In medicine, we find that, around 800 BC, the first psychiatric hospital and insane asylum in Egypt was built by Muslim physicians in Cairo. Also, around 1100 BC, the ventilator was invented in Egypt. Tetracycline was being used by Nubians, based on bone remains found between 350 AD and 550 AD. The antibiotic was in wide commercial use only as recently as the mid-20th century.
In 1285, the largest hospital of the Middle Ages and pre-modern era was built in Cairo, Egypt, by Sultan Qalaun al-Mansur. Treatment was given for free to patients of all backgrounds, regardless of gender, ethnicity or income.

There is a long list of other several contributions to the world’s body of knowledge in almost every field of endeavour. This is however history. The current state of Africa’s knowledge based capital pales in comparison to its illustrious past.

What the advanced nations have managed to achieve with great success is the commercialisation of their discoveries and advancements to create a valuable competitive advantage for their peoples. This translates into a higher per capita contribution to GDP and better standards of living.

As at 2016, Africa's population of 1.216 billion represented 16.4% of the world’s population. Although this makes Africa the second largest and second most populous continent, its contribution to world GDP has been circa 2.5% making it the continent with the lowest productivity per person.

Juxtapose that with Japan for instance that represents only 1.7% of the world’s population but contributes 6.65% of the world’s GDP in 2015. How can Japan be doing three times more than Africa with far less land mass, no natural resource endowments and significantly far fewer people?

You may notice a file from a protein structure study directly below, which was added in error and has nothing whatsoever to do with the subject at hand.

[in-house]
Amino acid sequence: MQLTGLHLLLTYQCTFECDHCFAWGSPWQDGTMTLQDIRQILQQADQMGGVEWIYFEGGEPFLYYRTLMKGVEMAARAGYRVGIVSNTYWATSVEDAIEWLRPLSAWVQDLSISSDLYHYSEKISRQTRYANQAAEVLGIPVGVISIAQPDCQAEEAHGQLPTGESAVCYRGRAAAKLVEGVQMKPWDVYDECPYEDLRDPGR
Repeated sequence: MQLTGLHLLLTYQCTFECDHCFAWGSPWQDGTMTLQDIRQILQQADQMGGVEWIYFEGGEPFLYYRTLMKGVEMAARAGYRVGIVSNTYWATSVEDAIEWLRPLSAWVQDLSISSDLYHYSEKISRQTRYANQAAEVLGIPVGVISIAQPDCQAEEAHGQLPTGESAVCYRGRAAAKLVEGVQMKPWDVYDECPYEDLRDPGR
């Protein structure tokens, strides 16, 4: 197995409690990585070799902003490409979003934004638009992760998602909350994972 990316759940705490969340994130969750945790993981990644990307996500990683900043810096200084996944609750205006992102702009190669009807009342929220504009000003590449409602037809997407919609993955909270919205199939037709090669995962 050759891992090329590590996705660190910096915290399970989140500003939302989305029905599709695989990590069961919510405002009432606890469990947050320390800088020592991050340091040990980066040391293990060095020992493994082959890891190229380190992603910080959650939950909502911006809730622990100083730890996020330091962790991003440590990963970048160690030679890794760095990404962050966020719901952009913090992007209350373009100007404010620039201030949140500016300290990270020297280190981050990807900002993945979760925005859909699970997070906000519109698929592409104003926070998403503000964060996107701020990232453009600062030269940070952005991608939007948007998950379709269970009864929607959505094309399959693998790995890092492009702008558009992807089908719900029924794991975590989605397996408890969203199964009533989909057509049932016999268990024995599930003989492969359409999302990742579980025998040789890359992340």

The fact is that the value of what is produced by skilled labour is considerably many times that of unskilled labour. According to the Africa development bank, the informal sector in Africa contributes about 55 per cent of Sub-Saharan Africa’s GDP and forms 80 per cent of the labour force. Nine in 10 rural and urban workers have informal jobs (unskilled) in Africa and most employees are women and youth.

This is why Africa’s contribution in the global scheme of things counts for so little. Although Africa is blessed with such resources it is evidently intellectually almost bankrupt in comparison to the rest of the world.

Table 1 represents a list of the top 10 countries that have leveraged their human capital the most.

Their relative contribution to world’s total Gross Production supports the argument that there exists an undeniable positive correlation between having a strong human capital base and strong national productivity.

These countries have mainly only their intellect and human resources to boast of. Not gold, not silver, not diamonds but brains at work and yet they are doing far better.

The Human Capital Report 2015 defines a nation’s human capital endowment as—the skills and capacities that reside in people that are put to productive use—this can be a more important determinant of its long term economic success than virtually any other resource. This resource must be invested in and leveraged efficiently in order for it to generate returns—for the individuals involved as well as an economy as a whole.

This is the open secret of how the developed nations have gotten so far up the prosperity ladder. In fact, the closer you look the more you discover just how far the continent has lagged behind the rest of the world in developing its labour force.

The Human capital heat map (below) paints the bleak state of Africa’s human development when compared to the rest of the world.
Human Capital Heat Map 2015

Several factors however account for this state; some exogenous others self-inflicted.

Colonial Legacy:

Harnessing a nation’s human capital endowment isn’t an ideal that is realised over-night. The nations highlighted in green in the map above spent hundreds of years developing their peoples to be productive, innovative and relevant to the new world order that they foresaw emerging. Africa on the other hand spent the last few centuries specialising in being the world’s pool for menial labour.

For at least 500 years, the African continent has been forced to till the soil to feed the world and mine the depths of the earth to fuel the industrial revolution of many western nations today highlighted in green on the map – tasks that required Braun not Brains. The map above is a reflection of some of the adverse effects of colonisation and slavery. There has simply been no time or need for Africa to develop such advanced skills.